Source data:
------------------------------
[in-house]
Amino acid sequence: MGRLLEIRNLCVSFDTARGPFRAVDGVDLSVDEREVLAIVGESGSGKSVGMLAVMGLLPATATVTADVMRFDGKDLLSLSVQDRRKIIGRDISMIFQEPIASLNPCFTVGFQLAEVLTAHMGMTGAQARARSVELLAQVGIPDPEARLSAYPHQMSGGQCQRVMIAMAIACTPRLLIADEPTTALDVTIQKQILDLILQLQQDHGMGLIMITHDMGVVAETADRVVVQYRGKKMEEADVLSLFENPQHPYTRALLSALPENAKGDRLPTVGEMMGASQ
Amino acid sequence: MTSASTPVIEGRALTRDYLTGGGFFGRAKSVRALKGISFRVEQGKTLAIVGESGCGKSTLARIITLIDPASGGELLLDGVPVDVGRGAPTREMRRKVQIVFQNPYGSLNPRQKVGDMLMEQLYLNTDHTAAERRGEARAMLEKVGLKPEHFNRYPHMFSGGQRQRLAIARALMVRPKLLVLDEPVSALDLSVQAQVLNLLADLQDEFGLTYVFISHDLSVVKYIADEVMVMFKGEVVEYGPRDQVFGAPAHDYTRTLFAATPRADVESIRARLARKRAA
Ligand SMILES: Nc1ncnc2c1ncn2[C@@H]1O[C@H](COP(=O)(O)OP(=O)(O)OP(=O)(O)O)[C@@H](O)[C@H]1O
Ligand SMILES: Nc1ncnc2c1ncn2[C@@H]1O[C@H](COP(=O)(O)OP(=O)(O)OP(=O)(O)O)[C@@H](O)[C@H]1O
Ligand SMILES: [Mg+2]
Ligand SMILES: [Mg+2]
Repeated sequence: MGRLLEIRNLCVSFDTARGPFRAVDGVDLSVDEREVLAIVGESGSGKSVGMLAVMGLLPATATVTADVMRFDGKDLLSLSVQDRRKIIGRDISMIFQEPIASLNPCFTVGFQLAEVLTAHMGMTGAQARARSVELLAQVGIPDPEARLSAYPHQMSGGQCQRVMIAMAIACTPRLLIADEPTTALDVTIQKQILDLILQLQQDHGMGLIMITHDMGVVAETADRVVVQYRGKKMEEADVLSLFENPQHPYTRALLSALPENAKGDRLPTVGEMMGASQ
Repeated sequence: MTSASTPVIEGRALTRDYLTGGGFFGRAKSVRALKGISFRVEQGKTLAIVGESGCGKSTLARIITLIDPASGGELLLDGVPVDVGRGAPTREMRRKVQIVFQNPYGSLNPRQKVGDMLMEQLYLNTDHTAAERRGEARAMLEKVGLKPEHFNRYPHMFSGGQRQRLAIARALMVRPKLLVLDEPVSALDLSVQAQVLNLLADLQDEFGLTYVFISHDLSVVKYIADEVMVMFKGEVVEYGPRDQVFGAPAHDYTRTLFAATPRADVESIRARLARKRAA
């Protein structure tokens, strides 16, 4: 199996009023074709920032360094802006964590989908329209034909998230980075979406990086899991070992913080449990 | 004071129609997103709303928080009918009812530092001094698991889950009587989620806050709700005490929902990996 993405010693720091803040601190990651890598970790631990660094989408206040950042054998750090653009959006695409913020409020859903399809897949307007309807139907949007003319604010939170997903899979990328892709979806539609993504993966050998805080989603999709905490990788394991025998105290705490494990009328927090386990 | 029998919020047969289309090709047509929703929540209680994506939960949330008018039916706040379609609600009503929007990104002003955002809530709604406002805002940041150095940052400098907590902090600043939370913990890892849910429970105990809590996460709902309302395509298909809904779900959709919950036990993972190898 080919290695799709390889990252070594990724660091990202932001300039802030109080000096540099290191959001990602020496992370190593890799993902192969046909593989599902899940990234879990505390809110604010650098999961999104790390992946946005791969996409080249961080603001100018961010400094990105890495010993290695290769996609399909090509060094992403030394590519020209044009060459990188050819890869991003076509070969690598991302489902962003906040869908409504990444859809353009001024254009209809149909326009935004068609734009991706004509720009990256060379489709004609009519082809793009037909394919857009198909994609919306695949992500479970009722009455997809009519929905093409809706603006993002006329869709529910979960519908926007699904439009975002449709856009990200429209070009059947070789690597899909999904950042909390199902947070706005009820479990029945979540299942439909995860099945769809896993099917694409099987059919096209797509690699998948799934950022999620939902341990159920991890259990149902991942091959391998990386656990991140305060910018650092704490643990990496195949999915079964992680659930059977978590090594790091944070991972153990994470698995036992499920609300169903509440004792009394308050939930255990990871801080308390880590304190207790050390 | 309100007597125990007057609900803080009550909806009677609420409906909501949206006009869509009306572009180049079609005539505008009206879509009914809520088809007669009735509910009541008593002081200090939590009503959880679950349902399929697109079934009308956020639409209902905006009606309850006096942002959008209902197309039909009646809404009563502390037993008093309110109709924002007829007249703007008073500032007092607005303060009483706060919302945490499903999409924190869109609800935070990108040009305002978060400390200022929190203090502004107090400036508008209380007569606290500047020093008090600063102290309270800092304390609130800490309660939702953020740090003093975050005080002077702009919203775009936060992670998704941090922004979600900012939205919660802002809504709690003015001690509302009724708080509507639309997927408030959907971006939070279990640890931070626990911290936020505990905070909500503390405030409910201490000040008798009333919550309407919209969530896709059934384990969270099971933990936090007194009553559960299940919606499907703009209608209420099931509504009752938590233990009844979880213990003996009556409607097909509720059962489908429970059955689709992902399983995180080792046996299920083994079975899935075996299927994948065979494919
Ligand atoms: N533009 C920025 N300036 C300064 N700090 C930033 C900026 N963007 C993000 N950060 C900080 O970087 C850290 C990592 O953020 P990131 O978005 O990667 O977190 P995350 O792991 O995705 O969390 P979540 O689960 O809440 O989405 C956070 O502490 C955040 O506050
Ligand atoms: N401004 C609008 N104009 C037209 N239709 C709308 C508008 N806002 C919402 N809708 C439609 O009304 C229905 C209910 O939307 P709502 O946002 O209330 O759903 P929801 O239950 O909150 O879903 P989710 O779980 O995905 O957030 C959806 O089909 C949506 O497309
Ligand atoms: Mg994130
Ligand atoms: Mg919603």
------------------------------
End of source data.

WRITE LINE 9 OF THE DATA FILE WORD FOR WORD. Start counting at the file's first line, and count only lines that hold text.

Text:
Repeated sequence: MTSASTPVIEGRALTRDYLTGGGFFGRAKSVRALKGISFRVEQGKTLAIVGESGCGKSTLARIITLIDPASGGELLLDGVPVDVGRGAPTREMRRKVQIVFQNPYGSLNPRQKVGDMLMEQLYLNTDHTAAERRGEARAMLEKVGLKPEHFNRYPHMFSGGQRQRLAIARALMVRPKLLVLDEPVSALDLSVQAQVLNLLADLQDEFGLTYVFISHDLSVVKYIADEVMVMFKGEVVEYGPRDQVFGAPAHDYTRTLFAATPRADVESIRARLARKRAA